3D printing network produces headbands and face-shields

Engineers at the University of Wolverhampton are utilising a network of 3D printers to produce headbands and face-shields for frontline staff treating patients in the West Midlands.

Clare Nash, New Cross Hospital, Wolverhampton (Image supplied by the University of Wolverhampton)

Using Prusa 3D printing machines from sources including the Telford Innovation Campus, staff from the University’s School of Engineering have collaborated to perfect a fast and stream-lined manufacturing process for RC3 headbands using Polyethylene terephthalate glycol modified (PETG). As a part of the social distancing policy, some staff are printing headbands from home, using University equipment or personal 3D printers.


When the headbands are printed, a transparent plastic visor, cut to shape using the School of Engineering’s Zund cutting table, is added to the front, creating a protective face shielding barrier.

In a statement, Dr Syed Hasan, head of the School of Engineering at the University, said: “Engineers have been discussing and collaborating on how to combat the COVID-19 pandemic even before we began social distancing.

“Finding ways to quickly manufacture PPE using the…technology we have available is very important, but the job is only half done. We need to produce thousands more masks in the coming weeks to help those who need it.”

PETG can be sterilised and reused, unlike many of the current headbands that are being discarded after three hours of use. A shipment of 50 visors has been delivered to Wolverhampton’s New Cross hospital, and 90 more have been delivered to community nurses. Almost 400 masks have been printed so far, with many more due.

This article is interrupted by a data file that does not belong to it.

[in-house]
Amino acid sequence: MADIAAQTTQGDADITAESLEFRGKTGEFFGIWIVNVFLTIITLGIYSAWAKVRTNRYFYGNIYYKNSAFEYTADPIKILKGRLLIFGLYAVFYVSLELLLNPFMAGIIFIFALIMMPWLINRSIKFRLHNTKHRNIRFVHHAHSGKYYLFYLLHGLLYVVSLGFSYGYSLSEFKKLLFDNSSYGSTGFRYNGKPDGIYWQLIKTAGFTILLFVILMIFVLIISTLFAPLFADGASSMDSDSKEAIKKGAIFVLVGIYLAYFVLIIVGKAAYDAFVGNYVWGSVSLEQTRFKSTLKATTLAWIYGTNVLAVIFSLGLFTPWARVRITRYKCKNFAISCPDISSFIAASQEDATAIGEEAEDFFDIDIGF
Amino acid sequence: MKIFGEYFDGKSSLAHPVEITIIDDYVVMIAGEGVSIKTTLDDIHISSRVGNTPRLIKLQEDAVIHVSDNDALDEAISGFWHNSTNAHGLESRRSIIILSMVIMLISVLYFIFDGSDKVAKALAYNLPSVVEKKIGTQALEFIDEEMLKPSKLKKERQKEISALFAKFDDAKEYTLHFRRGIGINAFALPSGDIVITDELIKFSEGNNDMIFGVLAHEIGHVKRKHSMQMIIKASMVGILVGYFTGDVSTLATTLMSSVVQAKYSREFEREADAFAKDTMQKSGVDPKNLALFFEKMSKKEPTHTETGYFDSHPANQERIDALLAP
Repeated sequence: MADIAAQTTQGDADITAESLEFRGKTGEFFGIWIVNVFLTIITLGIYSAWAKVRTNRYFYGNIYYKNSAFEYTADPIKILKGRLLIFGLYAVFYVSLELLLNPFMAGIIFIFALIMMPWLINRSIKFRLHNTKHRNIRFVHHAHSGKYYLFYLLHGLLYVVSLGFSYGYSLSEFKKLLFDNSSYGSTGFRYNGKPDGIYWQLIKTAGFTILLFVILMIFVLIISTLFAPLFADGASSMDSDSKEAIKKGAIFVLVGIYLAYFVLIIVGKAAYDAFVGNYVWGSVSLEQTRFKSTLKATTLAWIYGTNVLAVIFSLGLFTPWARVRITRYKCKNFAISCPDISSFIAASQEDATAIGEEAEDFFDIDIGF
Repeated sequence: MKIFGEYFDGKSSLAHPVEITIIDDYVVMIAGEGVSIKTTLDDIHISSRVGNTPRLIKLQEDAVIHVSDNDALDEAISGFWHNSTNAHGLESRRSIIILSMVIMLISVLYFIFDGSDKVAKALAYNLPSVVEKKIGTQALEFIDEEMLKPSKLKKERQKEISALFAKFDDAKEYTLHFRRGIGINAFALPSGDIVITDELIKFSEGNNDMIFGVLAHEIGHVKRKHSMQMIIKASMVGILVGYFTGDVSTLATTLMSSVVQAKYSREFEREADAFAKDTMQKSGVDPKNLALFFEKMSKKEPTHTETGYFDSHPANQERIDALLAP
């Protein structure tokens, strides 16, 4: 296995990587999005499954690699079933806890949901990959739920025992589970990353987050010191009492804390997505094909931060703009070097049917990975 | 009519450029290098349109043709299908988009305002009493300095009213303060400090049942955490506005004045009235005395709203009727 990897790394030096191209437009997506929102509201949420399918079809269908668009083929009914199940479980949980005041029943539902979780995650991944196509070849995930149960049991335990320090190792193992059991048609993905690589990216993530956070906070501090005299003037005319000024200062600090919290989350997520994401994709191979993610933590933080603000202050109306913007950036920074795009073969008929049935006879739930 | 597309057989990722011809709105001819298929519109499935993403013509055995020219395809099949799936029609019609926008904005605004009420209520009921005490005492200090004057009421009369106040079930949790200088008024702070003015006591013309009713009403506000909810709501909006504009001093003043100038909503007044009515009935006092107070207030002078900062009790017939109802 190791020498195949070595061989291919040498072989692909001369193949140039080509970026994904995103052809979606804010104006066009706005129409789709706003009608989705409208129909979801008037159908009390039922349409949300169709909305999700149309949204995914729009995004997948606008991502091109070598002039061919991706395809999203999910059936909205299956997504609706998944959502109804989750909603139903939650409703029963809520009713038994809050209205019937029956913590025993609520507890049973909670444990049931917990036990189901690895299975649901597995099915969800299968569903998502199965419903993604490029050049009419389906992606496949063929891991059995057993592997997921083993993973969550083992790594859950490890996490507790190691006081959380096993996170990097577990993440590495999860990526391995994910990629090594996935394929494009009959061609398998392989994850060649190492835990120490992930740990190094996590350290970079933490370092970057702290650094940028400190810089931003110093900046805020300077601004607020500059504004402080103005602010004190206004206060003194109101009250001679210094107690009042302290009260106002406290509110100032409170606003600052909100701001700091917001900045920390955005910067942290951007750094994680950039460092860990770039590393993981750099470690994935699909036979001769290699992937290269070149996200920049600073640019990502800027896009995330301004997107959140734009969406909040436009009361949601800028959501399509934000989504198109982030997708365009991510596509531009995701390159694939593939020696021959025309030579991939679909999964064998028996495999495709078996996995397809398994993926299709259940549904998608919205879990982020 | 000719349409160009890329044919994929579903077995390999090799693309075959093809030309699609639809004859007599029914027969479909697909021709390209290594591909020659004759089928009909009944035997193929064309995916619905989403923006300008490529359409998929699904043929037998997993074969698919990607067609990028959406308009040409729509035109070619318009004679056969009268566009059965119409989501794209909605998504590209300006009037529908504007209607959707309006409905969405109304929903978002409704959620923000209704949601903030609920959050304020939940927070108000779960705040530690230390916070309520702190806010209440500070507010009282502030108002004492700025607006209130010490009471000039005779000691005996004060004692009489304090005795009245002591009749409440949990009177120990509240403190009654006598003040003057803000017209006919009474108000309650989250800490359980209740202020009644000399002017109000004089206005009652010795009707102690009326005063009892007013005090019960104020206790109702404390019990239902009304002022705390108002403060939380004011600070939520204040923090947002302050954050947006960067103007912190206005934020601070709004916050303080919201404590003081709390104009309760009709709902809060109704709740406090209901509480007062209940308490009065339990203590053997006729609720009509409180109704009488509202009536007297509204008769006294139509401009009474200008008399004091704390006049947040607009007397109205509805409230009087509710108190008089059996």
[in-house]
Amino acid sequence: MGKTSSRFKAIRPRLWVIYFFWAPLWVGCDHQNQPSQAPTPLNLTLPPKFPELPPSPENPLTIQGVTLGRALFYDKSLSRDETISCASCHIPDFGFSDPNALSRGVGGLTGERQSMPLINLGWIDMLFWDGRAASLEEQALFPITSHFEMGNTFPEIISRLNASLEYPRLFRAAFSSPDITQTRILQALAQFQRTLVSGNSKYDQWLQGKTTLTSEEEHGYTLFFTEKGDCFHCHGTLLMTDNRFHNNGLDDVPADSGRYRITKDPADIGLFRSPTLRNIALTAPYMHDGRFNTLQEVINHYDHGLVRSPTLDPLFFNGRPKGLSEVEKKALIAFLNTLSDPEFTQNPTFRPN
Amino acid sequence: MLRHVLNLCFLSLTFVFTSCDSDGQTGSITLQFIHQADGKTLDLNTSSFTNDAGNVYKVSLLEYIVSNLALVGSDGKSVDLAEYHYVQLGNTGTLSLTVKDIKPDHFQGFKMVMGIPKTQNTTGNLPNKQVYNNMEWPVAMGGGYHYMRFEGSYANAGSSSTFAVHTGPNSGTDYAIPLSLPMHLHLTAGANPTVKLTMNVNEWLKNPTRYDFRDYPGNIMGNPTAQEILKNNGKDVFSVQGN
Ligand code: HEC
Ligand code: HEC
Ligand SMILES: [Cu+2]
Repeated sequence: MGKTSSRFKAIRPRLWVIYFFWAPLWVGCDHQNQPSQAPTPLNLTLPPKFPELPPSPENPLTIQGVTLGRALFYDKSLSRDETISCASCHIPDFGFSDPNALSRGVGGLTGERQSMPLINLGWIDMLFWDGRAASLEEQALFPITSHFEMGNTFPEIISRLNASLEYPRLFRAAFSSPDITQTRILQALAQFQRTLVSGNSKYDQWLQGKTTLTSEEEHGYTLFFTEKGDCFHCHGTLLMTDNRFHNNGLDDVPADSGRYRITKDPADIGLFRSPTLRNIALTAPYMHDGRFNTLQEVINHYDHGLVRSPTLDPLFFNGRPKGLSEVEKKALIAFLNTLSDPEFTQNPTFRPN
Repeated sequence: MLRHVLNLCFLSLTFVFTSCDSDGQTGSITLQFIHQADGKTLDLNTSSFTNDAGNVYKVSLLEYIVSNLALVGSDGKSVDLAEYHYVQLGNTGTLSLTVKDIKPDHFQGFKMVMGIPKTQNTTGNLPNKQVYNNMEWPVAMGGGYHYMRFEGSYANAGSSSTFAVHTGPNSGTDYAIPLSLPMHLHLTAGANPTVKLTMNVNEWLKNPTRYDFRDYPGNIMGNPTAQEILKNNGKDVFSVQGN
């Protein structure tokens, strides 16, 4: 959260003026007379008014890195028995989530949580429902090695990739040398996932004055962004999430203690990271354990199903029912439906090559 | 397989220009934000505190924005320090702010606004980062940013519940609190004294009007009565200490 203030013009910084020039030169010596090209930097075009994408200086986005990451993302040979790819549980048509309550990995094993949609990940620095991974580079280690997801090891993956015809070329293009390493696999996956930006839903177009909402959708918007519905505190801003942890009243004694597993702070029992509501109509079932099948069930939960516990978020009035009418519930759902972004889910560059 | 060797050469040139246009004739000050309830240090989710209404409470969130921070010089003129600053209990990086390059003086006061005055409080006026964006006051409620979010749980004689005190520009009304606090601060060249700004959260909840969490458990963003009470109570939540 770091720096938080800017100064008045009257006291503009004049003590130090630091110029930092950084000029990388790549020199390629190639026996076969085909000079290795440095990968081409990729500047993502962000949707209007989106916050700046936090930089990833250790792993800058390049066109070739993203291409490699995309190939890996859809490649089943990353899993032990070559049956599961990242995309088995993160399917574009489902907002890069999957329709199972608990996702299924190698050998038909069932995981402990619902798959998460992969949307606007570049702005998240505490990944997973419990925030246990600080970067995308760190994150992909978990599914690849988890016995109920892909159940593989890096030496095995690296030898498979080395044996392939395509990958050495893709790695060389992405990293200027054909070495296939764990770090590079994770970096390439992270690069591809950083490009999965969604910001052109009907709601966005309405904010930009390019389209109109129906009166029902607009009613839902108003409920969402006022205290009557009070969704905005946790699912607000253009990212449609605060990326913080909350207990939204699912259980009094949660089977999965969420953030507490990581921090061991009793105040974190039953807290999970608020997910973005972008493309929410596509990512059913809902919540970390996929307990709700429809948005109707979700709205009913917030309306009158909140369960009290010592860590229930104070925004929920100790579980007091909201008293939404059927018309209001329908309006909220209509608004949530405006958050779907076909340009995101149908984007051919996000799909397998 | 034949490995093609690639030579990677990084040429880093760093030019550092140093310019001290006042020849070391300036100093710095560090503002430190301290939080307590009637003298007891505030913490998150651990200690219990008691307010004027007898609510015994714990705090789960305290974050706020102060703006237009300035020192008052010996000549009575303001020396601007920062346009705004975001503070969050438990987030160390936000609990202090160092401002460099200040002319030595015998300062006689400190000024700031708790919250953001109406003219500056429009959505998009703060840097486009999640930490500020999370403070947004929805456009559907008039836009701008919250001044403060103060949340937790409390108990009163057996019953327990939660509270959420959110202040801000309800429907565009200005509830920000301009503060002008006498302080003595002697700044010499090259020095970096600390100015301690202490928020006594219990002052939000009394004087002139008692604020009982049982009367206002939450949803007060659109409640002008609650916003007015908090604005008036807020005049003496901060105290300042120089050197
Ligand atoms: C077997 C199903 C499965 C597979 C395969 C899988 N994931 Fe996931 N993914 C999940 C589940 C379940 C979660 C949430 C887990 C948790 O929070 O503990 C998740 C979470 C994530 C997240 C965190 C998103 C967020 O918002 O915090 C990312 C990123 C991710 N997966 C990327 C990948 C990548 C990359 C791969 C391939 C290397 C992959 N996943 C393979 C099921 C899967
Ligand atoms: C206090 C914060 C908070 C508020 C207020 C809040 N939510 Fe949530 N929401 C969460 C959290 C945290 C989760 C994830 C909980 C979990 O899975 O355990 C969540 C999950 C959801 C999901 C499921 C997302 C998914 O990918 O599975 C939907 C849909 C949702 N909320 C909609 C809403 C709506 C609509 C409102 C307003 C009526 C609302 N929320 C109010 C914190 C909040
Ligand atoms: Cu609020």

With more 3D printers being made available to the School of Engineering by their industrial contacts and collaborators, the team are hoping to get as many as 30 printers running in a 24 hour production process, with a machine making nine headbands per hour, and the potential to make over 1,500 headbands every 24 hours, provided there is enough PETG.

Professor Nazira Karodia, Pro Vice-Chancellor for Regional Engagement, who is co-ordinating the University’s community response to COVID-19, said: “I’m proud of the team in the School of Engineering for their commitment to using their skills and knowledge to combat COVID-19.”

The University is investigating other ways to contribute to the fight against COVID-19 and has donated PPE, including gloves, safety goggles and clinical waste bags to local NHS Trusts and a hospice as well as using its staff from the Faculty of Science and Engineering to produce hand and surface sanitiser.